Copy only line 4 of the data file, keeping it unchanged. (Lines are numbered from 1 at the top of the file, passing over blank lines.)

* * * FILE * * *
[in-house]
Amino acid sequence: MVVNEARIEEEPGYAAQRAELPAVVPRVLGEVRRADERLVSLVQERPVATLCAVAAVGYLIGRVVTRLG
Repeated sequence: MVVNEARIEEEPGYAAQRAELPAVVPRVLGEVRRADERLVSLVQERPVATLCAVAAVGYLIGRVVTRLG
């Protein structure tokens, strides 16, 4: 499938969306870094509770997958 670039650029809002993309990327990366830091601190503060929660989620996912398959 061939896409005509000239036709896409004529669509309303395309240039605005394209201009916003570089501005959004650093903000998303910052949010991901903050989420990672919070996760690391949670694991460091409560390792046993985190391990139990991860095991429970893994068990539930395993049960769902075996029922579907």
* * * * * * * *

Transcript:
């Protein structure tokens, strides 16, 4: 499938969306870094509770997958 670039650029809002993309990327990366830091601190503060929660989620996912398959 061939896409005509000239036709896409004529669509309303395309240039605005394209201009916003570089501005959004650093903000998303910052949010991901903050989420990672919070996760690391949670694991460091409560390792046993985190391990139990991860095991429970893994068990539930395993049960769902075996029922579907």